Endangering Welfare of Children. (1) A parent, guardian, or other person supervising the welfare of a child under 18 commits an offense if he knowingly endangers the child’s welfare by violating a duty of care, protection, or support. (2) An offense under this section is a misdemeanor of the second degree.

To understand this, let’s break it down. The MPC essentially states that anyone responsible for a child’s welfare, whether parent, guardian, or supervisor, commits an offense if they knowingly neglect their duties, placing the child’s well-being at risk.

Defenses Mentioned in the Model Penal Code

The Model Penal Code, in its broader provisions, lays out various defenses that a defendant might employ, depending on the specifics of the case. However, in relation to the endangerment of a child, the potential defenses might include:

  • Lack of Knowledge: As the MPC specifies “knowingly” in §230.4, one potential defense could be the lack of knowledge or awareness of the danger or risk to the child.
  • Necessity: In some cases, an individual might argue that their actions were necessary due to an impending greater harm. For example, leaving a child in a car momentarily to prevent an even more imminent threat.
  • Act of Another: If someone other than the defendant was primarily responsible for the endangerment, then the defendant might assert this defense.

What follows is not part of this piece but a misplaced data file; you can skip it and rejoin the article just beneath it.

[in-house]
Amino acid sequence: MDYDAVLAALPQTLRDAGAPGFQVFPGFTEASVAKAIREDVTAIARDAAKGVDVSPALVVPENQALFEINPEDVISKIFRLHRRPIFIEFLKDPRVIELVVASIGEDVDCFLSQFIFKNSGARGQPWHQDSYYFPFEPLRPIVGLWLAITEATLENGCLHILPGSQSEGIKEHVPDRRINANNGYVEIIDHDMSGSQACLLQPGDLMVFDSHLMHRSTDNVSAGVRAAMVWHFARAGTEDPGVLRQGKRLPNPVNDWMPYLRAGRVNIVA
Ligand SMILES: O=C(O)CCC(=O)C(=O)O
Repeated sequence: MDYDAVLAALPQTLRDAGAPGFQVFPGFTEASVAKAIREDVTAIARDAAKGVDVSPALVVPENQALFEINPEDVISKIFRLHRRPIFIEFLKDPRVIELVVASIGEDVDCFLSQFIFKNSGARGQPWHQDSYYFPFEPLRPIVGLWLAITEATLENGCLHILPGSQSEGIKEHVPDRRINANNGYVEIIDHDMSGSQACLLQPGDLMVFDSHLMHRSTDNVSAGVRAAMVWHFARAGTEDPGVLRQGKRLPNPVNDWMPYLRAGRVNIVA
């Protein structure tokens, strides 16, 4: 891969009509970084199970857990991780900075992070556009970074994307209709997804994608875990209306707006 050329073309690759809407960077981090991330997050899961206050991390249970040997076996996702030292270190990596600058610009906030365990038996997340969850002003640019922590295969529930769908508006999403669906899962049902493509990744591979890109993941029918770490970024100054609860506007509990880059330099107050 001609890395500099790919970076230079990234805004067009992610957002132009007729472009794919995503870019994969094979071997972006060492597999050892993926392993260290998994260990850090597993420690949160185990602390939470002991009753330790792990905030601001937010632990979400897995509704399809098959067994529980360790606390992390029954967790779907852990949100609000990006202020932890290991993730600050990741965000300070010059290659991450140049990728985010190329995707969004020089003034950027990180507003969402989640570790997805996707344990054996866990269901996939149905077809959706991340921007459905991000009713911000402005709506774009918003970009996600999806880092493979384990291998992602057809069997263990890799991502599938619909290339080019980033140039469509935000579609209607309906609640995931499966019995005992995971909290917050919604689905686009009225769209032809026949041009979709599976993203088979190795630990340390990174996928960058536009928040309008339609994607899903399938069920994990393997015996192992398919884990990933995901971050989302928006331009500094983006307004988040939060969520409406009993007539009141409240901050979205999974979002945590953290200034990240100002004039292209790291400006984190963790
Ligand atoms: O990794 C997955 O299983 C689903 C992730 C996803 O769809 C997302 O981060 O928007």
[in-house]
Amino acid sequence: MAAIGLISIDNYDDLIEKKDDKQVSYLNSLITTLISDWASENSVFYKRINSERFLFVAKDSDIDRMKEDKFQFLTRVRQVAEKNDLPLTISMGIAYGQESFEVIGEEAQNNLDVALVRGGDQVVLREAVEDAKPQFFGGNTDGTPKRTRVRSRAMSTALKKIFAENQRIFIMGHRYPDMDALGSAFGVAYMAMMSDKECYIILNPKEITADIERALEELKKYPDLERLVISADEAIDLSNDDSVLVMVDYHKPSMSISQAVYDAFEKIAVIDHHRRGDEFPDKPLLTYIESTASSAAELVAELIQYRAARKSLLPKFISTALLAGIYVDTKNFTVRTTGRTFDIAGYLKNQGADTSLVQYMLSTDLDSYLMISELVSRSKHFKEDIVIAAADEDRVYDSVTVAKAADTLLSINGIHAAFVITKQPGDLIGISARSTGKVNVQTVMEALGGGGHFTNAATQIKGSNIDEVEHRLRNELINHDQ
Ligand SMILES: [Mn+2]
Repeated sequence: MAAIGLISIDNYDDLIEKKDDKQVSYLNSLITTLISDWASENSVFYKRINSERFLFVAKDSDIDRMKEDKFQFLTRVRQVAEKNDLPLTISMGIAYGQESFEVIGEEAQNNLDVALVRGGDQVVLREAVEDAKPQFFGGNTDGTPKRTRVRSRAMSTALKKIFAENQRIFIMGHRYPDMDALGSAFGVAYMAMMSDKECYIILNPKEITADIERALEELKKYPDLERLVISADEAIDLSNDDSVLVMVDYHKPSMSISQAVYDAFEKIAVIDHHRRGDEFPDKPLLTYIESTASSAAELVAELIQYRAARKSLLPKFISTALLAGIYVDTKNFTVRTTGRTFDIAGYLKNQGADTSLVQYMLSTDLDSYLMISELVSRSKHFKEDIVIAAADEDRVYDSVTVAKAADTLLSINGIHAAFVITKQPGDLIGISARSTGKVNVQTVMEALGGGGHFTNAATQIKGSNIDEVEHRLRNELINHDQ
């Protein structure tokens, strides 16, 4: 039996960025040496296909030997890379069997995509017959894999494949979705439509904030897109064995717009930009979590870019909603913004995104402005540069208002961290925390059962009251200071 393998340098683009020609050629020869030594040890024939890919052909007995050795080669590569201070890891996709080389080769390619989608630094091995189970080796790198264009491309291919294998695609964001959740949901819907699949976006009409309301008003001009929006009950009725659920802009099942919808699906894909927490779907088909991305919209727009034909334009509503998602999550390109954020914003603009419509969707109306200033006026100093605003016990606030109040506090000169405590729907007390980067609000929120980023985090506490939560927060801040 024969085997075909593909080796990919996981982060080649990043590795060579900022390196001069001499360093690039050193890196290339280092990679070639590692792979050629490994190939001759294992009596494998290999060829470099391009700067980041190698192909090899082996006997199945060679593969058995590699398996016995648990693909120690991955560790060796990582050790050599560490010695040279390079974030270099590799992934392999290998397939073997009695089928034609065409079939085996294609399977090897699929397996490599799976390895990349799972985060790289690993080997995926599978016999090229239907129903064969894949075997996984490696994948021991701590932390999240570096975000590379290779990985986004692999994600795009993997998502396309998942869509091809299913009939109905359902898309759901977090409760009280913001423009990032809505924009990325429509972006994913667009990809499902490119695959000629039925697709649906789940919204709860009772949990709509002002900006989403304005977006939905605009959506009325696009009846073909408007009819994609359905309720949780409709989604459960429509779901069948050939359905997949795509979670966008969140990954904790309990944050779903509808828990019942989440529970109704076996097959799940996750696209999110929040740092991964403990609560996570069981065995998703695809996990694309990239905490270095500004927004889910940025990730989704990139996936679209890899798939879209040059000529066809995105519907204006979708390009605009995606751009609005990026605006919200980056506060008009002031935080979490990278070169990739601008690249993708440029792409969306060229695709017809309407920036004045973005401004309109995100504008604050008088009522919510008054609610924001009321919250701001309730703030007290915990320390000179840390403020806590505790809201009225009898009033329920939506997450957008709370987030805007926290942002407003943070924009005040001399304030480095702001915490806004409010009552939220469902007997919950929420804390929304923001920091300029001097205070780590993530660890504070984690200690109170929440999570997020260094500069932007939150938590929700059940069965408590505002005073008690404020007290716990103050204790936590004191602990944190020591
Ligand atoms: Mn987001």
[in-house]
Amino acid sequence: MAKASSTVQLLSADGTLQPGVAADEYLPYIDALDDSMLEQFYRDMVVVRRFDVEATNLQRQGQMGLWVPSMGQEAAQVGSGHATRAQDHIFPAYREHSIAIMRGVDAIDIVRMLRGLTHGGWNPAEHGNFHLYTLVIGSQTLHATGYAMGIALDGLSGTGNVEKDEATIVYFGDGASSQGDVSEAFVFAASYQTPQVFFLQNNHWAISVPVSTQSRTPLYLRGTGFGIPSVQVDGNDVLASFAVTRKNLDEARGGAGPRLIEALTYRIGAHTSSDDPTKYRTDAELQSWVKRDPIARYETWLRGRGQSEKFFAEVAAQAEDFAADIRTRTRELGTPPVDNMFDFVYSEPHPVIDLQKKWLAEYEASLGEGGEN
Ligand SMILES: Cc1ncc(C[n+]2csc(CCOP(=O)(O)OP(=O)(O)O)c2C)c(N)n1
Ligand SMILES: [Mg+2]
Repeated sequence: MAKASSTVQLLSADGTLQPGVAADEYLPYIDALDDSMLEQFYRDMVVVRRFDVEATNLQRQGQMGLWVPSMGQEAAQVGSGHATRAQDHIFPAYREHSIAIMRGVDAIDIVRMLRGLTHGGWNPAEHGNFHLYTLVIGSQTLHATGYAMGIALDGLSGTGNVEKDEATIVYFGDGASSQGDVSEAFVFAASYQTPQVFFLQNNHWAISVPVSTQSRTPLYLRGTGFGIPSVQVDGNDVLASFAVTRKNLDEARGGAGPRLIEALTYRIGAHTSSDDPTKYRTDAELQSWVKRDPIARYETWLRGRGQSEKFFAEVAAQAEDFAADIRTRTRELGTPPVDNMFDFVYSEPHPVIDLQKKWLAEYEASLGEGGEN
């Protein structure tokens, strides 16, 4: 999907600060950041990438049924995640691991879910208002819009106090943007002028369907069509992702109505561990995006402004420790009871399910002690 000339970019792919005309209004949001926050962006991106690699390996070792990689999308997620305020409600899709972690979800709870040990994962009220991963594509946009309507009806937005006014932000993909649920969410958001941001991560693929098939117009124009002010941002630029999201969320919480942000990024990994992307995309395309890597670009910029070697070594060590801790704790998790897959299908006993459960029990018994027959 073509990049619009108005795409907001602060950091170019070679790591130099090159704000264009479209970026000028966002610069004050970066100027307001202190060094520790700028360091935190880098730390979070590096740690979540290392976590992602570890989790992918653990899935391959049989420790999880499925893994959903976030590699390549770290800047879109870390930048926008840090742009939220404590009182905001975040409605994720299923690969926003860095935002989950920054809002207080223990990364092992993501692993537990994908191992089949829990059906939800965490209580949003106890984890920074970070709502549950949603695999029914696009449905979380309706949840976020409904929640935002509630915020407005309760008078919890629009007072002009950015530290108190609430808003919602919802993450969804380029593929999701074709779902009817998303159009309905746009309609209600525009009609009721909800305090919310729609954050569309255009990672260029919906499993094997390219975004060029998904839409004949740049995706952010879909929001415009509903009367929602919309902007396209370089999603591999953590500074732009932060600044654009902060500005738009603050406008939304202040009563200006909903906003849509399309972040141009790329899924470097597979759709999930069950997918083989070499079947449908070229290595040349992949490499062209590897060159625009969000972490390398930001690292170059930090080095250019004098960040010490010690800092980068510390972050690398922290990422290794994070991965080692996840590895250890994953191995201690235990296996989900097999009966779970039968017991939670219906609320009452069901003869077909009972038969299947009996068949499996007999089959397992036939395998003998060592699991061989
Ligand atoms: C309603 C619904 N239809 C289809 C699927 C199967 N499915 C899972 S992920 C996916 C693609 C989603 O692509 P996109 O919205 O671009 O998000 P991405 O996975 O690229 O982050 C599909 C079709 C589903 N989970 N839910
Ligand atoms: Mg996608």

Please note that while the MPC provides a broad framework, specific defenses would depend on individual state adaptations and case specifics.

Elements of the Crime: Endangering a Child

For a crime to be prosecuted, certain elements need to be present. In the case of endangering a child, these include:

  • Mens Rea (Guilty Mind): The individual must “knowingly” place a child at risk, indicating a level of intent or awareness.
  • Actus Reus (Guilty Act): There must be a concrete act of endangerment or a neglectful omission that jeopardizes the child’s welfare.
  • Concurrence: The guilty mind and guilty act must occur simultaneously. The individual must be aware of their neglectful act when they are committing it.
  • Causation: There should be a clear cause-and-effect relationship between the defendant’s actions and the potential or actual harm to the child.
  • Harm: Though actual harm to the child isn’t necessary for prosecution, the potential for harm due to the defendant’s actions should be evident.
  • Attendant Circumstances: These are additional facts or conditions surrounding the crime that might intensify or mitigate it. For example, previous instances of child endangerment might exacerbate the current charge.


  • Blackstone, W. (1765-1769). Commentaries on the Laws of England (Vol. 1-4). Oxford: Clarendon Press.
  • Lutz, D. (1990). The origins of American constitutionalism. Baton Rouge, LA: Louisiana State University Press.
  • McLennan, S. (2013). The harm paradox: Tort law and the unwanted child in an era of choice. New York, NY: Routledge.
  • Model Penal Code (1985). Endangering Welfare of Children, §230.4. The American Law Institute.


Modification History

File Created:  07/17/2018

Last Modified:  10/11/2023

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This work is licensed under an Open Educational Resource-Quality Master Source (OER-QMS) License.